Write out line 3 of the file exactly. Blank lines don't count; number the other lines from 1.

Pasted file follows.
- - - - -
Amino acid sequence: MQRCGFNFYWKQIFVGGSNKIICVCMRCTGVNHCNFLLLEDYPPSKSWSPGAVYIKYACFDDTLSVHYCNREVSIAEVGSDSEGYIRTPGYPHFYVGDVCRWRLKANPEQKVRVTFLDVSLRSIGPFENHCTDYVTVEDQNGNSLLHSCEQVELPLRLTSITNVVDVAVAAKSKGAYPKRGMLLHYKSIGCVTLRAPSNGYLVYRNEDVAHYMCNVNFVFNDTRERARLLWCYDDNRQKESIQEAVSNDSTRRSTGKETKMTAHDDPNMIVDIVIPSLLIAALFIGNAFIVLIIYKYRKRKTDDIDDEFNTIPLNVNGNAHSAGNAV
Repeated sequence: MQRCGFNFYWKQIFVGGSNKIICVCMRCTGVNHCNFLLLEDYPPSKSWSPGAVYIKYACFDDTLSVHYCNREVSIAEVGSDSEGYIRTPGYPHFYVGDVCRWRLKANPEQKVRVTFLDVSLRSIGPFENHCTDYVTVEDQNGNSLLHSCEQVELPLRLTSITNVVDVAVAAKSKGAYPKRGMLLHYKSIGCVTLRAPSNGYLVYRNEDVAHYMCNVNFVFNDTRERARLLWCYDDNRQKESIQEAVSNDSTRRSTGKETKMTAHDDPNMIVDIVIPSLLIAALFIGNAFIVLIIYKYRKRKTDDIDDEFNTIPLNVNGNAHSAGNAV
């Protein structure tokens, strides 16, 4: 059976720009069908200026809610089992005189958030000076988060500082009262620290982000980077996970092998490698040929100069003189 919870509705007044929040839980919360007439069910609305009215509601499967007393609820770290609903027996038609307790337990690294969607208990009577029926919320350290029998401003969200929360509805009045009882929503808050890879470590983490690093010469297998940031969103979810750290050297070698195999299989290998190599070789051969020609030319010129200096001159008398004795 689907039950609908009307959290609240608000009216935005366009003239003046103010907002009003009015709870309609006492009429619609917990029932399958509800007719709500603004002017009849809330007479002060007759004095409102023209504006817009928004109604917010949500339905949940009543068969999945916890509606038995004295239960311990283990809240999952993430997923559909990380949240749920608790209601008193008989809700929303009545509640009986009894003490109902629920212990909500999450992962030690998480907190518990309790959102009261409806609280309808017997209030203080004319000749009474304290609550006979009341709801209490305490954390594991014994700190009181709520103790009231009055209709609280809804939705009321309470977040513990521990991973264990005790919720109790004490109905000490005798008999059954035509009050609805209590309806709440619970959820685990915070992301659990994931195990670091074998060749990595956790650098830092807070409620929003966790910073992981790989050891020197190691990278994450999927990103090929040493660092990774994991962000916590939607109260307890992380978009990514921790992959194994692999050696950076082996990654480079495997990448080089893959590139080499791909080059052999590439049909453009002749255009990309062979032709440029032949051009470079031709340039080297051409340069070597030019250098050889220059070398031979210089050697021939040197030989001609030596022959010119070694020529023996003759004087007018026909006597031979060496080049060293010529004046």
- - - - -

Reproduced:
């Protein structure tokens, strides 16, 4: 059976720009069908200026809610089992005189958030000076988060500082009262620290982000980077996970092998490698040929100069003189 919870509705007044929040839980919360007439069910609305009215509601499967007393609820770290609903027996038609307790337990690294969607208990009577029926919320350290029998401003969200929360509805009045009882929503808050890879470590983490690093010469297998940031969103979810750290050297070698195999299989290998190599070789051969020609030319010129200096001159008398004795 689907039950609908009307959290609240608000009216935005366009003239003046103010907002009003009015709870309609006492009429619609917990029932399958509800007719709500603004002017009849809330007479002060007759004095409102023209504006817009928004109604917010949500339905949940009543068969999945916890509606038995004295239960311990283990809240999952993430997923559909990380949240749920608790209601008193008989809700929303009545509640009986009894003490109902629920212990909500999450992962030690998480907190518990309790959102009261409806609280309808017997209030203080004319000749009474304290609550006979009341709801209490305490954390594991014994700190009181709520103790009231009055209709609280809804939705009321309470977040513990521990991973264990005790919720109790004490109905000490005798008999059954035509009050609805209590309806709440619970959820685990915070992301659990994931195990670091074998060749990595956790650098830092807070409620929003966790910073992981790989050891020197190691990278994450999927990103090929040493660092990774994991962000916590939607109260307890992380978009990514921790992959194994692999050696950076082996990654480079495997990448080089893959590139080499791909080059052999590439049909453009002749255009990309062979032709440029032949051009470079031709340039080297051409340069070597030019250098050889220059070398031979210089050697021939040197030989001609030596022959010119070694020529023996003759004087007018026909006597031979060496080049060293010529004046």